Is Your Computer Secure?

Thursday, January 27, 2022

Cyber-attacks do happen, but they don’t have to happen to you. By following just a few tips, you can drastically minimize your risk of attack.

EUID and password security

A strong password is the first line of defense against attacks.

  • Consider using a passphrase. Build your password from a phrase you know and can remember. For example, starting with the phrase “Safe and Secure,” a user might create “S4fe&s3cur3!” as a password. This is both relatively easy to remember and incredibly difficult for an attacker to guess. (NOTE: Please do not use this specific password.)
  • Always use passwords with a minimum of eight characters, including capital and lowercase letters and numbers. Remember — longer passwords are much less likely to be guessed by an attacker!
  • Avoid using dictionary words, your EUID, your name, or any other identifiable information in your password.
  • Never save, write down, or share your password.
  • Avoid setting security questions whose answers can be found online or on social media.

Appropriate use

Always follow the requirements of the information security policy when using university computer resources. This policy can be found at

Please note:

  • Unauthorized use of a university-owned computer resource is prohibited.
  • The use of a university-owned computer resource is subject to review and disclosure in accordance with the Texas Public Information Act and other laws.
  • You have no reasonable expectation of privacy in regard to any communication or information stored on a university-owned computer.
  • Use of a university-owned computer resource constitutes your consent to security monitoring and testing, as well as administrative review.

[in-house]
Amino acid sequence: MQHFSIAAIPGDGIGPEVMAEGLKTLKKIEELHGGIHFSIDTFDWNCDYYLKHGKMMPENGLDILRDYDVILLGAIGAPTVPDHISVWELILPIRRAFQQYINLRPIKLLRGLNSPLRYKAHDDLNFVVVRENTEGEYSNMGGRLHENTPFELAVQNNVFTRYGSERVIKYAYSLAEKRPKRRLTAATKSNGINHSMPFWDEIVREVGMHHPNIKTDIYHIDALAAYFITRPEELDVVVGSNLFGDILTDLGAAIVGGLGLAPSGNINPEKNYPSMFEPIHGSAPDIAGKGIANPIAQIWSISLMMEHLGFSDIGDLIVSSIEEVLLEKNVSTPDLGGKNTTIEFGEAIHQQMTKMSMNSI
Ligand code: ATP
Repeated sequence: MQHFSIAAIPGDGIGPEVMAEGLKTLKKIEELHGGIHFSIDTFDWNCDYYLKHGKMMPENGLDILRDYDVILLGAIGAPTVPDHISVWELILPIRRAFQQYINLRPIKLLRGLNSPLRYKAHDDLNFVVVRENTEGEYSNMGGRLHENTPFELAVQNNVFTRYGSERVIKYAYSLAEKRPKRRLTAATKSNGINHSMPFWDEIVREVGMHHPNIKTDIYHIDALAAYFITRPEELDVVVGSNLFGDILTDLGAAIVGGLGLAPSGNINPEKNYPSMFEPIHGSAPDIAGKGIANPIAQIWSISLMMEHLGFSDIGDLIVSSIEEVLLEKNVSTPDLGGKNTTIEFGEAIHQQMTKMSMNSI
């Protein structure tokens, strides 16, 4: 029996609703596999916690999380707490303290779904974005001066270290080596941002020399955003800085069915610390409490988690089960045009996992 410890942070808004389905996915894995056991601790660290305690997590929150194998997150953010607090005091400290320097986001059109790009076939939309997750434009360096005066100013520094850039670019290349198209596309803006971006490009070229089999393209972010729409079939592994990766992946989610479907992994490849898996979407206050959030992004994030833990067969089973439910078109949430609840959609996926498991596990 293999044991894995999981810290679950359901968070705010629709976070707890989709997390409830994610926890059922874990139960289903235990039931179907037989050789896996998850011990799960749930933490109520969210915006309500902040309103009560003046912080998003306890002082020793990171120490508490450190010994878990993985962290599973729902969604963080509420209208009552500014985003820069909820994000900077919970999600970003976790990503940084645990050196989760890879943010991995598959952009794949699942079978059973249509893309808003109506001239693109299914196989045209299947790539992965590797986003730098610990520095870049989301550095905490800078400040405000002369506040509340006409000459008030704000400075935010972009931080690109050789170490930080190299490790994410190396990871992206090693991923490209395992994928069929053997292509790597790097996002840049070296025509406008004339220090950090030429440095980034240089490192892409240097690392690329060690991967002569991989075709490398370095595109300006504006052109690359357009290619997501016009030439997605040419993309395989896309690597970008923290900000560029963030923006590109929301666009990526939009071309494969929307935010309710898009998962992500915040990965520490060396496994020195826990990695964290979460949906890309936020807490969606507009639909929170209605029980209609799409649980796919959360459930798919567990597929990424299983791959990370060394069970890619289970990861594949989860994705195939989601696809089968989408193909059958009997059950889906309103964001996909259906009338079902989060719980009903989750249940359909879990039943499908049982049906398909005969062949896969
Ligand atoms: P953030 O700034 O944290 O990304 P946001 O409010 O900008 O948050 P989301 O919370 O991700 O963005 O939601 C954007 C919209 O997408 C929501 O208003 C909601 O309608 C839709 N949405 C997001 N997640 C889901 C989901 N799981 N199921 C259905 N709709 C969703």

Email, phishing, and social engineering

Always keep in mind that the amount of personal information available on social media is attractive to attackers.

  • Be careful when responding to or clicking a link in an email that asks you to verify an account or reset a password. If the email appears to be from a reputable source, but you weren't expecting it, or it looks suspicious, contact the reputable source by some other means and verify that they sent the email.
  • If you receive an email with an attachment you weren't expecting, don't open it. These attachments could be infected with malicious code, such as a virus or a worm. Even just opening a document or PDF can be enough to infect your computer or device.
  • Remember - no one should EVER ask you to tell them your password. If you receive such a request, delete the message immediately.

Physical security

Physical security is just as important as digital security. Follow these steps to ensure your devices and information remain physically protected from unauthorized use:

  • Always use a password-protected screensaver, or set the lock screen on your computer or device when not in use.
  • Avoid leaving valuables unattended.
  • Avoid lending your keys to anyone.
  • Make sure no one is looking over your shoulder when accessing sensitive data or typing your password.
  • Always use a surge protector or UPS (Uninterruptable Power Supply — also called a Battery Backup) to protect your computer or device from a power surge. Power surges can result in loss or damage to equipment connected to the device.

System patching and updating

Keep all personal devices and their software current and up to date. If possible, set the software to update automatically. This will ensure that any security vulnerabilities found in the software will be patched, making the device more secure. If a device indicates that an update or restart is needed, schedule a time to ensure that the device will always have the latest security applied.